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Neuropathol Appl Neurobiol. 1995 Dec;21(6):540-7.

Cytochrome c oxidase deficiency in zidovudine myopathy affects perifascicular muscle fibres and arterial smooth muscle cells.

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1
Department of Pathology, Université Paris, France.

Abstract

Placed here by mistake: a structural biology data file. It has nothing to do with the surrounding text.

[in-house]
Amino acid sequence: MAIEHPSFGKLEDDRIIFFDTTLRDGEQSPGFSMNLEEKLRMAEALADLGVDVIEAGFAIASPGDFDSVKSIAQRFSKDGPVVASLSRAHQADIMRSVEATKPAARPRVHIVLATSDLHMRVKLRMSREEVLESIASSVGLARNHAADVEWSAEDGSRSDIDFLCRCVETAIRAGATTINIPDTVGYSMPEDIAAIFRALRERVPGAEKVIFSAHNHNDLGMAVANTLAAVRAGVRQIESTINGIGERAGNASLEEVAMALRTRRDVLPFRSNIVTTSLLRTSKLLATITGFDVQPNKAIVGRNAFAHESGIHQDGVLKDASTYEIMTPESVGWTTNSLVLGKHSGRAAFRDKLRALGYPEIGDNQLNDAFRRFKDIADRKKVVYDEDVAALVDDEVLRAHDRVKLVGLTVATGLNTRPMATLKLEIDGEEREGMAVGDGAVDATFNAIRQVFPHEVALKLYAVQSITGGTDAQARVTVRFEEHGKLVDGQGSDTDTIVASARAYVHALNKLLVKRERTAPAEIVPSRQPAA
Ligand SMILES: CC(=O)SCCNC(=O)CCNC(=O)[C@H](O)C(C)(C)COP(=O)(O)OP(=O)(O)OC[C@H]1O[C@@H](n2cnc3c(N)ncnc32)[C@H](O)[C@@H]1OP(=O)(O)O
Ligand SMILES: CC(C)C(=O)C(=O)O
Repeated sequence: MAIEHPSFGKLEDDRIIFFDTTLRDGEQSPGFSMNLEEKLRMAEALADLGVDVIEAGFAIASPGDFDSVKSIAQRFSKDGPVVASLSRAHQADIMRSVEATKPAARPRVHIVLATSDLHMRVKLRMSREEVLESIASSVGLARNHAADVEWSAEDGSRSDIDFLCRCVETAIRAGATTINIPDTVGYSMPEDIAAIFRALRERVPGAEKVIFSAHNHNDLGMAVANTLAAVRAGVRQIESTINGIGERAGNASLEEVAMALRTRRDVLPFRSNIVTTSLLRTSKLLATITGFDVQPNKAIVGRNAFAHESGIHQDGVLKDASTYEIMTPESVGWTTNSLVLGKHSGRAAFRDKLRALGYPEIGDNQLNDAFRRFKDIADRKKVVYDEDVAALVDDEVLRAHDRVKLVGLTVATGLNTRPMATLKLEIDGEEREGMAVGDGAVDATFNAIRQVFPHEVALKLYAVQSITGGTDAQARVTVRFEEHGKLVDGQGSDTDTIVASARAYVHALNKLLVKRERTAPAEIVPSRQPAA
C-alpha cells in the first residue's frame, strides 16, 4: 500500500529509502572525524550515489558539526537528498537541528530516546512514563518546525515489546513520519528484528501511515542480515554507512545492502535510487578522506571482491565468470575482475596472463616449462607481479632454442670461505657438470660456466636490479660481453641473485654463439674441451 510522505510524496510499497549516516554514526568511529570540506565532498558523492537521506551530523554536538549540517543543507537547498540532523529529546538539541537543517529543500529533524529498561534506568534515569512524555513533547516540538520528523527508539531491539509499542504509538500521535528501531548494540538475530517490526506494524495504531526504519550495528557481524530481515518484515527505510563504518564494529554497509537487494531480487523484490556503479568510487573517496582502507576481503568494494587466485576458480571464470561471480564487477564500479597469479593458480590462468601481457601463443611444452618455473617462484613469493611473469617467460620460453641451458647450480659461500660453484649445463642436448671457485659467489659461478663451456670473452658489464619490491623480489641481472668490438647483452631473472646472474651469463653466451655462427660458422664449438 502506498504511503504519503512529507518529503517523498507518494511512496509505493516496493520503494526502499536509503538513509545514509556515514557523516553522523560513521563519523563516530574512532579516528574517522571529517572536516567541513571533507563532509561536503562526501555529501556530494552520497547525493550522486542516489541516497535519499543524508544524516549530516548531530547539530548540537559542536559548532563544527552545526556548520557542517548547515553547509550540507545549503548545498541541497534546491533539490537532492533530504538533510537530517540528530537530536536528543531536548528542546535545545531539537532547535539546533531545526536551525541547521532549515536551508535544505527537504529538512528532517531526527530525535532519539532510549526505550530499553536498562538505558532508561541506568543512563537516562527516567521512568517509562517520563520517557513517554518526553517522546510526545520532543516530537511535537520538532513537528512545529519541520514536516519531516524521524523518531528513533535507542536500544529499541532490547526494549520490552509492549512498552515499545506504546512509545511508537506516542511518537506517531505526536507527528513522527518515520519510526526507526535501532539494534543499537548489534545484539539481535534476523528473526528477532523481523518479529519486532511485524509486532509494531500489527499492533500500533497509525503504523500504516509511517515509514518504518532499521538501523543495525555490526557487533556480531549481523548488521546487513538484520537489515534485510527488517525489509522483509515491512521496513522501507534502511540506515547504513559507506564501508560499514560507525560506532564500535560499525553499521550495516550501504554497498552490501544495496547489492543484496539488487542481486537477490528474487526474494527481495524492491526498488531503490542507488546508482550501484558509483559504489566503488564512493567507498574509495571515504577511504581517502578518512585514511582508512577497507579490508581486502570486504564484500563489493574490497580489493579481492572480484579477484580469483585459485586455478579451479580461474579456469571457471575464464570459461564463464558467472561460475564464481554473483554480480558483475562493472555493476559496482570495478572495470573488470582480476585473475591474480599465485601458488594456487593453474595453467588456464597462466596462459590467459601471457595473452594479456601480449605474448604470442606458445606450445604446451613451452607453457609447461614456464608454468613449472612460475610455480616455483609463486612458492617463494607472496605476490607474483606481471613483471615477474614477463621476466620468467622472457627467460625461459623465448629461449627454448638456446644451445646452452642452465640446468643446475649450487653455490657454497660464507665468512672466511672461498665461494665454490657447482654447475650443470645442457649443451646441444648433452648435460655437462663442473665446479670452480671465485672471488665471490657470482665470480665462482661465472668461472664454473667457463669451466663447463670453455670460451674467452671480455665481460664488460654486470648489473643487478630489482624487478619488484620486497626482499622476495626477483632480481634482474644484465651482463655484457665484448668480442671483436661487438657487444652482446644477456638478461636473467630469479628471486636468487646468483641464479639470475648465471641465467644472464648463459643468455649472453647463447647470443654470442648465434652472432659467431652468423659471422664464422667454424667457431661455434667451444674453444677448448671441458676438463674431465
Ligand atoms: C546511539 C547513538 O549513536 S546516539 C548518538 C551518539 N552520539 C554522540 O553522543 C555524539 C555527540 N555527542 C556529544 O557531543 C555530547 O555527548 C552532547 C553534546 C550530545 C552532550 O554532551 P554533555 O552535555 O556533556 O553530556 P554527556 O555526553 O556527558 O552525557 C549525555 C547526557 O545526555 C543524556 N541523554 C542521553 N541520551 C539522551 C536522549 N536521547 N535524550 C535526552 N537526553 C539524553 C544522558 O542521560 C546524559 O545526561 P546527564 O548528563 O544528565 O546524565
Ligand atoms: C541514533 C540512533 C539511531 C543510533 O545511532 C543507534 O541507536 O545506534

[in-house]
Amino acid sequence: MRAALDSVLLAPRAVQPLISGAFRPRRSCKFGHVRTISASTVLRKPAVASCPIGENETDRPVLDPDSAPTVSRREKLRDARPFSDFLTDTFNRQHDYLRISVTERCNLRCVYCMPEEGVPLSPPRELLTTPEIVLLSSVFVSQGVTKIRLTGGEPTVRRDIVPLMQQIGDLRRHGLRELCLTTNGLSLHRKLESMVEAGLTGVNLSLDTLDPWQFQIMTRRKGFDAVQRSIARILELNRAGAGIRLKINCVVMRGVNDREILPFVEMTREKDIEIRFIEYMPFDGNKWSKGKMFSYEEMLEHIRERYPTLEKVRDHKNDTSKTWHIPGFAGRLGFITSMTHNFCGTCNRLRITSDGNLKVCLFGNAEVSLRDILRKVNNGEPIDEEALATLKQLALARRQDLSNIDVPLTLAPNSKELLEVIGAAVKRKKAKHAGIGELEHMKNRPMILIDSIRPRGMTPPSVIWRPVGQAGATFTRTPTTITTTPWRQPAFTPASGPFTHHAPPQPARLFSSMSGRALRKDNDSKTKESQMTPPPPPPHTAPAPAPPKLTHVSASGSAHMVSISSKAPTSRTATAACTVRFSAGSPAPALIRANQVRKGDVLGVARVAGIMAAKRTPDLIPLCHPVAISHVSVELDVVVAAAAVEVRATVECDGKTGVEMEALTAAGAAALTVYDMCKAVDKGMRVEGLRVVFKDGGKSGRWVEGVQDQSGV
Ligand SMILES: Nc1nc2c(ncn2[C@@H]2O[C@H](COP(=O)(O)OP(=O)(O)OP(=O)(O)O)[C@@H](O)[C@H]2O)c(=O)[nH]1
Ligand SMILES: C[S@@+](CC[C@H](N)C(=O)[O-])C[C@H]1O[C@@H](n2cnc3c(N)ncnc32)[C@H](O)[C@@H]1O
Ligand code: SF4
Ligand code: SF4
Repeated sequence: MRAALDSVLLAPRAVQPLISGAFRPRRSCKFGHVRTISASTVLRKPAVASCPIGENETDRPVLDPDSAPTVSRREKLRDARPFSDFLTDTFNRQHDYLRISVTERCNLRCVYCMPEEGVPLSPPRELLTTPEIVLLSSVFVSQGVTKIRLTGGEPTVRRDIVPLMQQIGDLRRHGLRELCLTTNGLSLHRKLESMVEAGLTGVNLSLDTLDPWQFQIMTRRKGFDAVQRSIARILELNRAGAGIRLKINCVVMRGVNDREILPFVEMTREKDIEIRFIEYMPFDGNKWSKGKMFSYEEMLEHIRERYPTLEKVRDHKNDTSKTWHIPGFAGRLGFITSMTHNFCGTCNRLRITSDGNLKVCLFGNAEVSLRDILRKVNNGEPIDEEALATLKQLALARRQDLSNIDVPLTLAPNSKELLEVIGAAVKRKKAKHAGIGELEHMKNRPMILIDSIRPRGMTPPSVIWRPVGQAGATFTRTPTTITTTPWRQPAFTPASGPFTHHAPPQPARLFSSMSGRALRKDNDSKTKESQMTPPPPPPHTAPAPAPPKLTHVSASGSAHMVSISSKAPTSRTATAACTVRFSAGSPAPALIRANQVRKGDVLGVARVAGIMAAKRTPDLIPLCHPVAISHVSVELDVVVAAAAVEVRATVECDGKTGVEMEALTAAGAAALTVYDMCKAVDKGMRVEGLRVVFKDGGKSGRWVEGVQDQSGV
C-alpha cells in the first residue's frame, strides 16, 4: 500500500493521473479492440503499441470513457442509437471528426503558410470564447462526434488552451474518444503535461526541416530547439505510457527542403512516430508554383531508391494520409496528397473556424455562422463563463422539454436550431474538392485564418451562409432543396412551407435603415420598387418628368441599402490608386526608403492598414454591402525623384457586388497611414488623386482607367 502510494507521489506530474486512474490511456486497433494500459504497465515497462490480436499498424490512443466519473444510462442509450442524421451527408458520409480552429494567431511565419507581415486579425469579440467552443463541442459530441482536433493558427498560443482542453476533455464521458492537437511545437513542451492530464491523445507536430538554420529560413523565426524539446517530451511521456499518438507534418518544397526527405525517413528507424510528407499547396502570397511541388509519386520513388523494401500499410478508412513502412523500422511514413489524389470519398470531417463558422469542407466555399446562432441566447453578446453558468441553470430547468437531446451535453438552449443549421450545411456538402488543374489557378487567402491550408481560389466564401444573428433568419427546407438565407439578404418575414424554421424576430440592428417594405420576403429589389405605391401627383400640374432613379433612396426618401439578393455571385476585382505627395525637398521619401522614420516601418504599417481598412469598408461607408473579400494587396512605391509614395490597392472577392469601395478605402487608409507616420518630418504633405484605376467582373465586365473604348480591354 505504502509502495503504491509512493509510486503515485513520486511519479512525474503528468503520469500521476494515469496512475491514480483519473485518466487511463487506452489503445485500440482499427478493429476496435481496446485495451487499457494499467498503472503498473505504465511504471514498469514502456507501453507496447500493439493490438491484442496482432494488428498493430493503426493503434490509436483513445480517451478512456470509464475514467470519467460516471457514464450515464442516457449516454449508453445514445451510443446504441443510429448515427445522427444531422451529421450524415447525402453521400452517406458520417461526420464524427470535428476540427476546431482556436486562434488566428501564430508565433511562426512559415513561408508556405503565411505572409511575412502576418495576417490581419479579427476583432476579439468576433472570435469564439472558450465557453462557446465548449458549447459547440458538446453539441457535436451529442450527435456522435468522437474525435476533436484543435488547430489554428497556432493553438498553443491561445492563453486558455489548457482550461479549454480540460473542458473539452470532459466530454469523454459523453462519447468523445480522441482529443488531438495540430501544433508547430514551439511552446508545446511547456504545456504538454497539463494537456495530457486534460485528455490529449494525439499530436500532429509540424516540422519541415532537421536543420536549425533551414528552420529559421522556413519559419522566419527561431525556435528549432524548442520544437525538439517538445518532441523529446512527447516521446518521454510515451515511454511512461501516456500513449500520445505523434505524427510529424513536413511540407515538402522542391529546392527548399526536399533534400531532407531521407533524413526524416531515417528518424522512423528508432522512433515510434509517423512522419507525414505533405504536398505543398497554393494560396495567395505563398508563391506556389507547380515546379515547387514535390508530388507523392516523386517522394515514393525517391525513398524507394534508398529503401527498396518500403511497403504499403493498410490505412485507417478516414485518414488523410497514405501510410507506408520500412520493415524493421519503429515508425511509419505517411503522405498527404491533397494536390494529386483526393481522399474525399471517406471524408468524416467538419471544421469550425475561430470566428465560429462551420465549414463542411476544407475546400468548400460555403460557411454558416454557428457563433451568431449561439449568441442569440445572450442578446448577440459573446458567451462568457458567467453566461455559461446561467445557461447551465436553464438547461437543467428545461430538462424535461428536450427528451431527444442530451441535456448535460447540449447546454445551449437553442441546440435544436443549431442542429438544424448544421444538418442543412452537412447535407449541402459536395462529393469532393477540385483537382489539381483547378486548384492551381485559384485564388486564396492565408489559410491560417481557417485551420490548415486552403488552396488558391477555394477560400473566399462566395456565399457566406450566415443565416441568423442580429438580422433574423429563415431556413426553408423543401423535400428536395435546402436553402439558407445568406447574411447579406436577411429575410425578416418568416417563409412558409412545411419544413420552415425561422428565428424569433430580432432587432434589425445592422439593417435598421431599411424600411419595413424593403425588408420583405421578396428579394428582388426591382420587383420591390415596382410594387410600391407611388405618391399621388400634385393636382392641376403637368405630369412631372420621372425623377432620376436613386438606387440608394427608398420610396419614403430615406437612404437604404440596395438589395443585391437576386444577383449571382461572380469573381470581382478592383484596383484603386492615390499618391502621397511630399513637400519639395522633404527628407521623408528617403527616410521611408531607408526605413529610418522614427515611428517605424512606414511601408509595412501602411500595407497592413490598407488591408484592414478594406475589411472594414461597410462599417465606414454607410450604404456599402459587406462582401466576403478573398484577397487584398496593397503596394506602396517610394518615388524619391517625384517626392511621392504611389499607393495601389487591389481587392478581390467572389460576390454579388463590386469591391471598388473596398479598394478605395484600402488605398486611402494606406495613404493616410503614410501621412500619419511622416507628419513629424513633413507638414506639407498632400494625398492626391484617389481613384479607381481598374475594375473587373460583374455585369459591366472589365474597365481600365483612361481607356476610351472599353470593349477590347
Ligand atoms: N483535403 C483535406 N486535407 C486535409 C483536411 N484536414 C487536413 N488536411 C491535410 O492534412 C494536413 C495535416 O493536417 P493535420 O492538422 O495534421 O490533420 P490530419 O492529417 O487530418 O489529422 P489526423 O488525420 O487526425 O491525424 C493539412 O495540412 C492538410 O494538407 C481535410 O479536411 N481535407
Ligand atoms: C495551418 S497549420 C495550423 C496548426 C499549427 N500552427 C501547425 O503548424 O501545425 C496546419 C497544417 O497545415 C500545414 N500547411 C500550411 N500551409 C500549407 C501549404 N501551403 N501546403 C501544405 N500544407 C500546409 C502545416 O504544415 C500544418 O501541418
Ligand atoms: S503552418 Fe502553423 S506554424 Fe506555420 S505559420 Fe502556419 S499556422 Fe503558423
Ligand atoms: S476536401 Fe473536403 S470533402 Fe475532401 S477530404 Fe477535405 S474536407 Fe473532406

In order to assess the pathogenesis of myopathological alterations induced by zidovudine, we studied muscle samples from 21 patients infected by human immunodeficiency virus with zidovudine myopathy. Cytochrome c oxidase histoenzymatic reaction was evaluated in skeletal muscle fibres and arterial smooth muscle cells. Other investigations included immunocytochemistry for membrane attack complex and endomysial capillary counts. All patients had partial cytochrome c oxidase deficiency. A perifascicular distribution of cytochrome c oxidase-deficient fibres was found in 14 of 21 patients. Cytochrome c oxidase-deficient fibres were significantly more frequent in perifascicular areas than in the complete muscle sections (28% vs 12%, P < 0.001). Cytochrome c oxidase-deficient arteries were found in 11 patients, of whom 10 also had a perifascicular deficiency. Mononuclear microvascular inflammation was observed in four patients and membrane attack complex deposition in capillary walls in two patients. The capillary counts were not significantly different in the patients and in the controls. These results suggest that, in addition to a direct action of zidovudine on mitochondrial DNA, chronic muscle ischaemia related to zidovudine-induced vascular dysfunction might be implicated at the inception of muscle damage in zidovudine myopathy.

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